Charleston has several times been attacked by naval forces and has suffered from many storms. Hurricane and epidemic together devastated the town both in 1699 and in 1854; the older and more thickly settled part of the town was burnt in 1740, and a hurricane did great damage in 1752. In 1706, during the War of the Spanish Succession, a combined fleet of Spanish and French under Captain Le Feboure was repulsed by the forces of Governor Nathaniel Johnson (d. 1713) and Colonel William Rhett (1666–1721). During the War of Independence Charleston withstood the attack of Sir Peter Parker and Sir Henry Clinton in 1776, and that of General Augustus Prevost in 1779, but shortly afterwards became the objective of a more formidable attack by Sir Henry Clinton, the commander-in-chief of the British forces in America. In the later years of the contest the British turned their attention to the reduction of the colonies in the south, and the prominent point and best base of operations in that section was the city of Charleston, which was occupied in the latter part of 1779 by an American force under General Benjamin Lincoln. In December of that year Sir Henry Clinton embarked from New York with 8000 British troops and proceeded to invest Charleston by land. He entrenched himself west of the city between the Cooper and Ashley rivers, which bound it north and south, and thus hemmed Lincoln in a cul-de-sac. The latter made the mistake of attempting to defend the city with an inferior force. Delays had occurred in the British operations and Clinton was not prepared to summon the Americans to surrender until the 10th of April 1780. Lincoln refused, and Clinton advanced his trenches to the third parallel, rendering his enemy’s works untenable. On the 12th of May Lincoln capitulated. About 2000 American Continentals were made prisoners, and an equal number of militia and armed citizens. This success was regarded by the British as an offset against the loss of Burgoyne’s army in 1777, and Charleston at once became the base of active operations in the Carolinas, which Clinton left Cornwallis to conduct. Thenceforward Charleston was under military rule until evacuated by the British on the 14th of December 1782.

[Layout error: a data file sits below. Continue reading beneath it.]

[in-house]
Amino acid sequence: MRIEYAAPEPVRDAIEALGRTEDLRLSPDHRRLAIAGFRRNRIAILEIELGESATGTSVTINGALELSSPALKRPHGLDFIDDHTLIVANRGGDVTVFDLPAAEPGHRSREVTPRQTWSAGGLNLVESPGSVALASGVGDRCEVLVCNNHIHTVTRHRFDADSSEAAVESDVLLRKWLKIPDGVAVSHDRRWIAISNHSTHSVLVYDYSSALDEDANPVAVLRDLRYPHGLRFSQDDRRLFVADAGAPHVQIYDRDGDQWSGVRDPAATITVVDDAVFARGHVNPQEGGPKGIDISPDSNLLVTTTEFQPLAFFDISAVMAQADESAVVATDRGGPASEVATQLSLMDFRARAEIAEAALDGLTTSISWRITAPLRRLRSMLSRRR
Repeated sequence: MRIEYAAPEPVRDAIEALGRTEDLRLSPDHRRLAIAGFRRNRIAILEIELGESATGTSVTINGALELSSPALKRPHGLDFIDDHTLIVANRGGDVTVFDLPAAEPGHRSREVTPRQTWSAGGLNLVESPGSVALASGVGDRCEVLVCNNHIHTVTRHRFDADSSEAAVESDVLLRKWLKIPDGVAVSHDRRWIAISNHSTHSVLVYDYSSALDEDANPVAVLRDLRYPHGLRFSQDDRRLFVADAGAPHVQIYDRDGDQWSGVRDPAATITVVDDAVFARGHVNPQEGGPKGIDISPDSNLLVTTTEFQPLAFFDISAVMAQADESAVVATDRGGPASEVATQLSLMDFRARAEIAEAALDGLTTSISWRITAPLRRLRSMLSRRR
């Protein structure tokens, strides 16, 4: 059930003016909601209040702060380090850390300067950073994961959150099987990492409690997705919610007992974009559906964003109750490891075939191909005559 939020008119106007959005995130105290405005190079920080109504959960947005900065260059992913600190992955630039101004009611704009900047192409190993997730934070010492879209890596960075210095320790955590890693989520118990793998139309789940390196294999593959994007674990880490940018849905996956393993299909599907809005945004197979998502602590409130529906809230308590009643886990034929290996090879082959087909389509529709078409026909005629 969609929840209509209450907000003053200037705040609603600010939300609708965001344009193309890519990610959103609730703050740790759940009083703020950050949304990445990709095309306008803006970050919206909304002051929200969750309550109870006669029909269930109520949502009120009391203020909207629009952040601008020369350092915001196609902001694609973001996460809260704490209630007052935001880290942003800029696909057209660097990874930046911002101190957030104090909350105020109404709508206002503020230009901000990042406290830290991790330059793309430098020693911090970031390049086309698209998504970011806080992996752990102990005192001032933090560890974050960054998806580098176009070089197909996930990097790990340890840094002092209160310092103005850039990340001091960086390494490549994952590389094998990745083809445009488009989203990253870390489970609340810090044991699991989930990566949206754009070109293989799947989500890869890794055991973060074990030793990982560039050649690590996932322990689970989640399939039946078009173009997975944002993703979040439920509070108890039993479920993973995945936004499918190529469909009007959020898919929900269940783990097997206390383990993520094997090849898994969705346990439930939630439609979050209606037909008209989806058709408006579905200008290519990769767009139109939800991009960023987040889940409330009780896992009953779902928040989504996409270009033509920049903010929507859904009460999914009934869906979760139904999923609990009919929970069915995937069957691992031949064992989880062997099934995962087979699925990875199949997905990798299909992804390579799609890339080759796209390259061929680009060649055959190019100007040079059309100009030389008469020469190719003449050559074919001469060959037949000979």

The bombardment and capture of Fort Sumter (garrisoned by Federal troops) by the South Carolinians, on the 12th and 13th of April 1861, marked the actual beginning of the American Civil War. From 1862 onwards Charleston was more or less under siege by the Federal naval and military forces until 1865. The Confederates repulsed a naval attack made by the Federals under Admiral S. F. Du Pont in April 1863, and a land attack under General Q. A. Gillmore in June of the same year. They were compelled to evacuate the city on the 17th of February 1865, after having burned a considerable amount of cotton and other supplies to prevent them from falling into the hands of the enemy. After the Civil War the wealth and the population steadily increased, in spite of the destruction wrought by the earthquake of 31st August 1886 (see Earthquake). In that catastrophe 27 persons were killed, many more were injured and died subsequently, 90% of the buildings were injured, and property to the value of more than $5,000,000 was destroyed. The South Carolina Interstate and West Indian Exposition, held here from the 1st of December 1901 to the 1st of June 1902, called the attention of investors to the resources of the city and state, but was not successful financially, and Congress appropriated $160,000 to make good the deficit.

Much information concerning Charleston may be obtained in A.S. Salley’s A Guide and Historical Sketch of Charleston (Charleston, 1903), and in Mrs St Julien Ravenel’s Charleston; The Place and the People (New York, 1906). The best history of Charleston is William A. Courtenay’s Charleston, S.C.: The Centennial of Incorporation (Charleston, 1884). There is also a good sketch by Yates Snowden in L. P. Powell’s Historic Towns of the Southern States (New York, 1900). For the earthquake see the account by Carl McKinley in the Charleston Year-Book for 1886. See also South Carolina.

  1. At an early date cotton became an important article in Charleston’s commerce; some was shipped so early as 1747. At the outbreak of the Civil War Charleston was one of the three most important cotton-shipping ports in the United States, being exceeded in importance only by New Orleans and New York.
  2. The special census of 1905 dealt only with the factory product, that of 1905 ($6,007,094) showing an increase of 5.1% over that of 1900 ($5,713,315). In 1905 the (factory) fertilizer product of Charleston was $1,291,859, which represented more than 35% of the (factory) fertilizer product of the whole state.